Oprah: So there's honor among thieves and drug dealers.

Jay-Z: I never understood that saying. Because thieves, you know—

Oprah: They're thieves.

Jay-Z: They're thieves.

Oprah: You can't trust them.

Jay-Z: Right. But in the streets there's a certain respect level. If two drug dealers make it to a certain level, they show a certain respect when they see each other. It's bad business for them to be warring.

Oprah: Meaning there's a hierarchy on the streets.

Jay-Z: Of course.

Oprah: Well, how did you decide to leave the streets for good? How did you decide you could let it go?

Jay-Z: I started seeing people go to jail and get killed, and the light slowly came on. I was like, "This life has no good ending."

Oprah: That is so fascinating to me. Because what crack did to the community—drug dealers were a part of that. When you were dealing, did you not see yourself as a part of the problem?

Jay-Z: Later. Looking back. Not while I was in it. I didn't know the effect it was having on the community. We used to say all the time, "Man, her life is all messed up—she used to be so cute. She was fine six months ago. Look at her, she's finished." But you never thought you contributed to that.

Oprah: How is that possible?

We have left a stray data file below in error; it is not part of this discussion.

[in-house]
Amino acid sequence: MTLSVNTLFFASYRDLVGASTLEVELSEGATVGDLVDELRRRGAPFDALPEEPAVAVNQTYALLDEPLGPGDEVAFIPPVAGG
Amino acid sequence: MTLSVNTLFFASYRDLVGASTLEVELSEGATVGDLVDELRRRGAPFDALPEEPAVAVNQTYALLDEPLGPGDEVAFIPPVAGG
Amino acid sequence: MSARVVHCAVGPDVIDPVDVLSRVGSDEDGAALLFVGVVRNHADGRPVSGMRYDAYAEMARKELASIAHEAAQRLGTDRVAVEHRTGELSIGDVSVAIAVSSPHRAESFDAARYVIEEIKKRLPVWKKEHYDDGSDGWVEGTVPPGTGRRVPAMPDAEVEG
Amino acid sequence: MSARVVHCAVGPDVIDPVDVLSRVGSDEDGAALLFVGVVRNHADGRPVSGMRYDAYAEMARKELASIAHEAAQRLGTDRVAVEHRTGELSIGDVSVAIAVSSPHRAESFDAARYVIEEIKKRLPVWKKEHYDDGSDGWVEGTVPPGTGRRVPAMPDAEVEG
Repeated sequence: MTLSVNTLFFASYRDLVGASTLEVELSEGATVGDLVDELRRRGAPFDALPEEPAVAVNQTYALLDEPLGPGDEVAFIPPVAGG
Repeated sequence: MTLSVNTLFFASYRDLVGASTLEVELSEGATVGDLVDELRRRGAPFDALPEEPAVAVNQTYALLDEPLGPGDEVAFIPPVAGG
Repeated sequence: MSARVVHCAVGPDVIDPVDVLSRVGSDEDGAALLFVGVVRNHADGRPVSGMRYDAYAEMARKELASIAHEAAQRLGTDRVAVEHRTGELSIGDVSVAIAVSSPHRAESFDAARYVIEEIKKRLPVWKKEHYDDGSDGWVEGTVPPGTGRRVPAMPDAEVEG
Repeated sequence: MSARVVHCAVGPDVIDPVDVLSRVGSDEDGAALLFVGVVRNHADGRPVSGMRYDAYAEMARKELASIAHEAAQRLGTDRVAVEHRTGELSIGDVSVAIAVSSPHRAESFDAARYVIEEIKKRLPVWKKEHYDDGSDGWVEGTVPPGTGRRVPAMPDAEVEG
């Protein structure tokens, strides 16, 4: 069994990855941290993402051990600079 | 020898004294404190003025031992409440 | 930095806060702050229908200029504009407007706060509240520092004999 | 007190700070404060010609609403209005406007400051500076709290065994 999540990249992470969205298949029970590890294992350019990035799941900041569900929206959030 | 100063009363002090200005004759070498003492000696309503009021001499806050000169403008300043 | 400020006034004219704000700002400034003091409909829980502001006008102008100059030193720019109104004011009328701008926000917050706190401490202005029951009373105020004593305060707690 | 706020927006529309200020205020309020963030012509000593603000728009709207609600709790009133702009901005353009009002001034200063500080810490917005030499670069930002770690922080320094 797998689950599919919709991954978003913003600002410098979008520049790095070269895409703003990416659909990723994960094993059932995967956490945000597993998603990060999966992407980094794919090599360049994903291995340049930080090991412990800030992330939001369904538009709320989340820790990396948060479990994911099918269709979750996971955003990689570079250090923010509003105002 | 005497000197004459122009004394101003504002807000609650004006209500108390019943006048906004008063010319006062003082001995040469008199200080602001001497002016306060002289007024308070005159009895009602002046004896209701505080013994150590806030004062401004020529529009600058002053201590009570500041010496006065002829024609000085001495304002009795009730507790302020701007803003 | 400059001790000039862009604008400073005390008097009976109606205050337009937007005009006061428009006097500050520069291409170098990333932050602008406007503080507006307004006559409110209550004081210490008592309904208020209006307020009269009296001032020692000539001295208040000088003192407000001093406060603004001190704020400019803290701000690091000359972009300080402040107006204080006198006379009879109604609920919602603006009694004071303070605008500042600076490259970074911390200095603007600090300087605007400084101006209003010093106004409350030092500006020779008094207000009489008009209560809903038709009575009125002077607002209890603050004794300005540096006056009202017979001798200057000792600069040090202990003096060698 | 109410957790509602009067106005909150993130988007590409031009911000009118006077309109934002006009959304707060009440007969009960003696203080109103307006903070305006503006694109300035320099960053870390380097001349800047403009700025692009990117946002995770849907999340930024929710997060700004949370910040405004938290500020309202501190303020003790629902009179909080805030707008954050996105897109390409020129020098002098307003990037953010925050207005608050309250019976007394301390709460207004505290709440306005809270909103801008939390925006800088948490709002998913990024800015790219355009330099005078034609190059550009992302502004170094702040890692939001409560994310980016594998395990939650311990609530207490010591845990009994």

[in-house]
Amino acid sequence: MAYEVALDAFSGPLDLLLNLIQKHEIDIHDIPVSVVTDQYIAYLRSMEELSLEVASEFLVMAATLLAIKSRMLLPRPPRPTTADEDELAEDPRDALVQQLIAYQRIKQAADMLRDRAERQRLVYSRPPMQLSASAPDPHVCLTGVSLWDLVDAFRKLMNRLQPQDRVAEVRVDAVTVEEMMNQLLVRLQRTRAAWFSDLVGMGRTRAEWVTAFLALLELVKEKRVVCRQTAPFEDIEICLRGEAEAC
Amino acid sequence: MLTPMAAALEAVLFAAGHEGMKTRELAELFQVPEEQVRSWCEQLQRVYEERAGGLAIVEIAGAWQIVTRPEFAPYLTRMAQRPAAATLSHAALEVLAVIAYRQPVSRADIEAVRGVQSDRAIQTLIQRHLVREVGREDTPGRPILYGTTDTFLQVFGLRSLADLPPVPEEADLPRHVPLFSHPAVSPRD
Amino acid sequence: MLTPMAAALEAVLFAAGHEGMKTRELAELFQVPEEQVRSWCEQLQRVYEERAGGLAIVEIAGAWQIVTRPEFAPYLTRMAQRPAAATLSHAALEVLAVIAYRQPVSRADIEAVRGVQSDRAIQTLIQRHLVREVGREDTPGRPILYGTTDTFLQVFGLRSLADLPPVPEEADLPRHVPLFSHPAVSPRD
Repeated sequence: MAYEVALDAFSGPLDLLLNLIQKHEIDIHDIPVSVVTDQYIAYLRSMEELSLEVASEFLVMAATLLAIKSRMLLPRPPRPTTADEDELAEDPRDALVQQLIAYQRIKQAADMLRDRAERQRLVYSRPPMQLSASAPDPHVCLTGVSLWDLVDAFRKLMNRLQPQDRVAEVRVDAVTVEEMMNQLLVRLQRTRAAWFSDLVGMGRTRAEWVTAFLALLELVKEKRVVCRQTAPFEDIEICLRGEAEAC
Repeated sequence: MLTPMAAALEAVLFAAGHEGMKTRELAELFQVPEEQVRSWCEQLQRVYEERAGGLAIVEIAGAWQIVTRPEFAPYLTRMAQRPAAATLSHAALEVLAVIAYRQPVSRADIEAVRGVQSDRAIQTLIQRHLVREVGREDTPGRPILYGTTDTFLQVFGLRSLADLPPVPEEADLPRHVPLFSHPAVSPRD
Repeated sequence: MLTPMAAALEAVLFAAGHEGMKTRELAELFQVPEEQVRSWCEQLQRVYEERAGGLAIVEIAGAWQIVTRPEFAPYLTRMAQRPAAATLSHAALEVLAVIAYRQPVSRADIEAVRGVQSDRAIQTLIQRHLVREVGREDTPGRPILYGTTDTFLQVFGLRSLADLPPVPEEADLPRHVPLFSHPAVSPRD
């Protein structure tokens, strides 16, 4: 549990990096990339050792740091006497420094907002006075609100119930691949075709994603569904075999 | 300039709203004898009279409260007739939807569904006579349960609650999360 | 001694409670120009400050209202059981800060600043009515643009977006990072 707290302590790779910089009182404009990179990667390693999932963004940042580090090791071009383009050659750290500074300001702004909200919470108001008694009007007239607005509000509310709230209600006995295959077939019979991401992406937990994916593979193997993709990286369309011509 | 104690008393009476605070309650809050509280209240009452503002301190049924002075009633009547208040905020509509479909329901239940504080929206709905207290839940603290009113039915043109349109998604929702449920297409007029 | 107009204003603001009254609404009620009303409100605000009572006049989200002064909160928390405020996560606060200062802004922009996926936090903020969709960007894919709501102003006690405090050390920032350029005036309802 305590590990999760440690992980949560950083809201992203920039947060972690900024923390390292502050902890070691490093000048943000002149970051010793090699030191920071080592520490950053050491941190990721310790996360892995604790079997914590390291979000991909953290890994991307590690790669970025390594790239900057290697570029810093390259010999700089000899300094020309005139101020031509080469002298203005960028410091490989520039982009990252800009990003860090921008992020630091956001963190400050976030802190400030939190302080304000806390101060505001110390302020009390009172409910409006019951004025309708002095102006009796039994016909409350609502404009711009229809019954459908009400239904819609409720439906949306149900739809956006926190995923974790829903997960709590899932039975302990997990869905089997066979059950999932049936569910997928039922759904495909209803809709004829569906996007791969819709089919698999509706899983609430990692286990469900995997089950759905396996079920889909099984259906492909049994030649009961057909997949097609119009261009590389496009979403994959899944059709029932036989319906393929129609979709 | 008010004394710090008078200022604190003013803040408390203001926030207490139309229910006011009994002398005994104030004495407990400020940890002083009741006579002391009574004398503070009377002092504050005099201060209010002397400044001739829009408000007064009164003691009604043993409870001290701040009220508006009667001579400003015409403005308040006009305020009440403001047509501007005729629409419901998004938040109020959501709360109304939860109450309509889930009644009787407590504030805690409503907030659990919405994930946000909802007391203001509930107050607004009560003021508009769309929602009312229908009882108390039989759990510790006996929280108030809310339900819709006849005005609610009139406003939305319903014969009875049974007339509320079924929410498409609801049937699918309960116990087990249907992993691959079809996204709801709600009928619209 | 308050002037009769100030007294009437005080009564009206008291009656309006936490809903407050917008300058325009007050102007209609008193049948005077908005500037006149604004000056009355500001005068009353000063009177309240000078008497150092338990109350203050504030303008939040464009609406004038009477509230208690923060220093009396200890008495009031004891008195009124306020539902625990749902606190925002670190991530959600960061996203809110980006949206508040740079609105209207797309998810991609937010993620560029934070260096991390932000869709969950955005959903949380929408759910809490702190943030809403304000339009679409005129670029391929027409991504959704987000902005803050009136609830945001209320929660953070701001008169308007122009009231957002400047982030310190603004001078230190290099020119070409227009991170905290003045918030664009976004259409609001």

Jay-Z: You're just in it. So deep in it, and so young, that that type of introspection never happens. It's just living. And it's fast.

Oprah: Looking back on that time, do you have regrets?

Jay-Z: Well, any person is responsible for the knowledge that they know, right? So of course I do—now, knowing. But at the time I had no knowledge of it.

Oprah: It was just a way of life. A way of survival.

Jay-Z: To be honest, I can't even say that. At that point it was beyond survival. I was successful. It wasn't like I was doing it to feed my family anymore. I was buying cars and jewelry and things like that. I had become addicted to the lifestyle.

Oprah: So how old were you when you realized that the life had no good ending?

Jay-Z: Around 20. I'd been trying to transition from the streets to the music business, but I would make demos and then quit for six months. And I started to realize that I couldn't be successful until I let the street life go. My mom always taught me—you know, little boys listen to their moms too much—that whatever you put into something is what you're going to get out of it. I had to fully let go of what I was doing before for the music to be successful. That was a leap of faith for me. I said, "I have to give this everything."


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